"Green laundry" no longer refers to what happens to your whites when you wash them with colors. Now, green laundry means eco-friendly washing practices that emphasize biodegradability and less waste.
For natural laundry, some popular choices include soap nuts, dryer balls, and eco balls. If you've never heard of these things, read on – they are part of all-nat ural, green laundry. And for those who suffer from chemical allergies or sensitivities, these natural alternatives can be a real boon.
Soap nuts are actual nuts or fruits from the Chinese Soapberry Tree (Sapindus mukorossi), which grows in the mountains of India and Nepal. They may be a new idea for westerners, but these soapy nuts have been used to clean fabrics for generations of local people.
After the seeds are removed from their shells and dried in the sun, the soap nuts are ready to use in your laundry. For modern washing machines, soap nuts come packaged in a cloth bag. You put the nuts into this bag, tie it shut, and toss the bag into your washing machine. They can be used for several more loads before you need to replace them with fresh nuts. And the used nuts can be tossed into your compost pile.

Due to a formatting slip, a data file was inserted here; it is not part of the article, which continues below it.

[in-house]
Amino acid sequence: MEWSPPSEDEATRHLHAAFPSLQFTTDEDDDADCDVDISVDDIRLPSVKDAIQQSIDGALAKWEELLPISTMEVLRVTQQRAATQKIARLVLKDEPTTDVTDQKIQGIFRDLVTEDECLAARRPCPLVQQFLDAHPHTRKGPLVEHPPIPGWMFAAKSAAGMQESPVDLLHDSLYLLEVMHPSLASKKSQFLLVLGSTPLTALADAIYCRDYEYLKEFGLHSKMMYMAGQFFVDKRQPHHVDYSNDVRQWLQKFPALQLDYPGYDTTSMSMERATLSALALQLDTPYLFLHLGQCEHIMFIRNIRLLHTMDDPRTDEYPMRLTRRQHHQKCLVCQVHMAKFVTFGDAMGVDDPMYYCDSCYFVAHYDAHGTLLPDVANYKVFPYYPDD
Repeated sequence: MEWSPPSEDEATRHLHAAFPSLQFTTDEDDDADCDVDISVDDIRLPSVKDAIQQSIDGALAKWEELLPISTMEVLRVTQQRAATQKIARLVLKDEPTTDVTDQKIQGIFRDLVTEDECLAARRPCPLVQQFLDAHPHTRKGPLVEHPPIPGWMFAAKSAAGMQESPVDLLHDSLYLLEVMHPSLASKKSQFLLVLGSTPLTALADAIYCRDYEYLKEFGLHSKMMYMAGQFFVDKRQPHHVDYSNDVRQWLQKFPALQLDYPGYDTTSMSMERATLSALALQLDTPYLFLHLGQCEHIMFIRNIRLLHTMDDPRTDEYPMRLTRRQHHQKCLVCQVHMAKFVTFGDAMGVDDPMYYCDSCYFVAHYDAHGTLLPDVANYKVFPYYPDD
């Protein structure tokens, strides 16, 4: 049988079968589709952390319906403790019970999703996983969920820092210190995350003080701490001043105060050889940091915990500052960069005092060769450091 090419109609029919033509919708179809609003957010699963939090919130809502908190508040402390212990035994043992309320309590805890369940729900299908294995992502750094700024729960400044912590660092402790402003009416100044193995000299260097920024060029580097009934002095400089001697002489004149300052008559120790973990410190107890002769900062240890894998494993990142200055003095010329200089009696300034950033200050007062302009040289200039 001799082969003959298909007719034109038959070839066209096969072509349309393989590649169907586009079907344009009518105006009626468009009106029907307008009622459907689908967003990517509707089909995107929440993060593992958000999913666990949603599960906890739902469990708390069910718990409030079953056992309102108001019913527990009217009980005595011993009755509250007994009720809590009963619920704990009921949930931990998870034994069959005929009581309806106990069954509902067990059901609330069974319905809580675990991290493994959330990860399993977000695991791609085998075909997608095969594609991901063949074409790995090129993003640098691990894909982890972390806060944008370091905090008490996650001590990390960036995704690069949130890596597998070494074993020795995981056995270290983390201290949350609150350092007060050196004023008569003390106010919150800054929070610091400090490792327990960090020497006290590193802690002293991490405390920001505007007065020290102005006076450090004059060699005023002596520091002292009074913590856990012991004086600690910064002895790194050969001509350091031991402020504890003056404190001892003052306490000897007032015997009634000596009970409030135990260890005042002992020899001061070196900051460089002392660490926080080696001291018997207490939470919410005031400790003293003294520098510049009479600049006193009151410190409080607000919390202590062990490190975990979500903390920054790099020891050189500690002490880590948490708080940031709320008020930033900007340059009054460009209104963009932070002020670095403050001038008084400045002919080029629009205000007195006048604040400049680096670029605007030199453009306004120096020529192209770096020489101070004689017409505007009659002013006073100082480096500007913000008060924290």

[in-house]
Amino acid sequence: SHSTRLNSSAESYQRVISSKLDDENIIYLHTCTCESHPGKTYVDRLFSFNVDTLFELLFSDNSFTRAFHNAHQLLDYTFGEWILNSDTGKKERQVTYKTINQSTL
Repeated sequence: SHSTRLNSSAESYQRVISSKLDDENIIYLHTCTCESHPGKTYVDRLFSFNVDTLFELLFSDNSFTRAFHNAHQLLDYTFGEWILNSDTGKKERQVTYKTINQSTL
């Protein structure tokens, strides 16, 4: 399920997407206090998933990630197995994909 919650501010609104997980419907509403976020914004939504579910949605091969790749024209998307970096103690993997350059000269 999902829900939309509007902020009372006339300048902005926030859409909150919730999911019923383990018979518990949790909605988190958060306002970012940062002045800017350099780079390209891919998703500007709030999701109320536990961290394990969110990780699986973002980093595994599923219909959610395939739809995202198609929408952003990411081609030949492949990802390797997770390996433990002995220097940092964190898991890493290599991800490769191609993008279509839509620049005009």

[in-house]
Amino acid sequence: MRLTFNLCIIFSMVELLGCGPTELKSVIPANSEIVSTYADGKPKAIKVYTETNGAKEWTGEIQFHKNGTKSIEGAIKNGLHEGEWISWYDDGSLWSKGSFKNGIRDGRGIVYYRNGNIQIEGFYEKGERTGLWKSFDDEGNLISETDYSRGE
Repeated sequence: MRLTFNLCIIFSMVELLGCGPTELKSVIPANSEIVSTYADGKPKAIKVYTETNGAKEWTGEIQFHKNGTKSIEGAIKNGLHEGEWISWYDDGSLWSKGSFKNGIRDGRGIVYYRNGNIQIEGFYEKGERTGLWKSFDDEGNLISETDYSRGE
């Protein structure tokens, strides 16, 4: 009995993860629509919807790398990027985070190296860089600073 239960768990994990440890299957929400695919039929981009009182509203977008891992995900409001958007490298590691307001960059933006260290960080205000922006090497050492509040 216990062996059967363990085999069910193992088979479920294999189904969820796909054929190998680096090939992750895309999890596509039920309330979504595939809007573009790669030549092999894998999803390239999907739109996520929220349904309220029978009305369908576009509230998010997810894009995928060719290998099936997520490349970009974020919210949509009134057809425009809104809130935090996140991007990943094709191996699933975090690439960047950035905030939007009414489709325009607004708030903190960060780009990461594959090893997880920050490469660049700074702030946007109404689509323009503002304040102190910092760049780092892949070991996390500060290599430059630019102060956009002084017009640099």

These specially-designed, rubber balls have rubber bumps all over them. They are said to take the place of fabric softener and/or dryer sheets, and to reduce drying time. The protrusions on the balls' surface help to separate fabrics, keeping them from balling up into a wad in the dryer which lengthens drying time. (If you have ever had to unwind a ball of bedding in the dryer only to find it still wet in the center, you know how valuable keeping fabric separate in the dryer can be.)
Many people prefer dryer balls to conventional fabric softeners and dryer sheets because they do not contain fragrances and chemicals. Reduced drying time saves energy, and fewer chemicals in your laundry make dryer balls part of a green laundry.
Sometimes called laundry balls or wash balls, eco balls make use of the cleaning power of water to wash your clothes. The secret is in the design and materials – the clay-based balls are housed in a permeable plastic cover. The balls react with the motion of the washing machine agitator and the water itself to produce an ionization cleaning process.
Eco balls are used instead of liquid or powder laundry detergent, and are said to last anywhere from 60 to 120 loads. However, the plastic part of the eco balls will need to be recycled once you're through with them.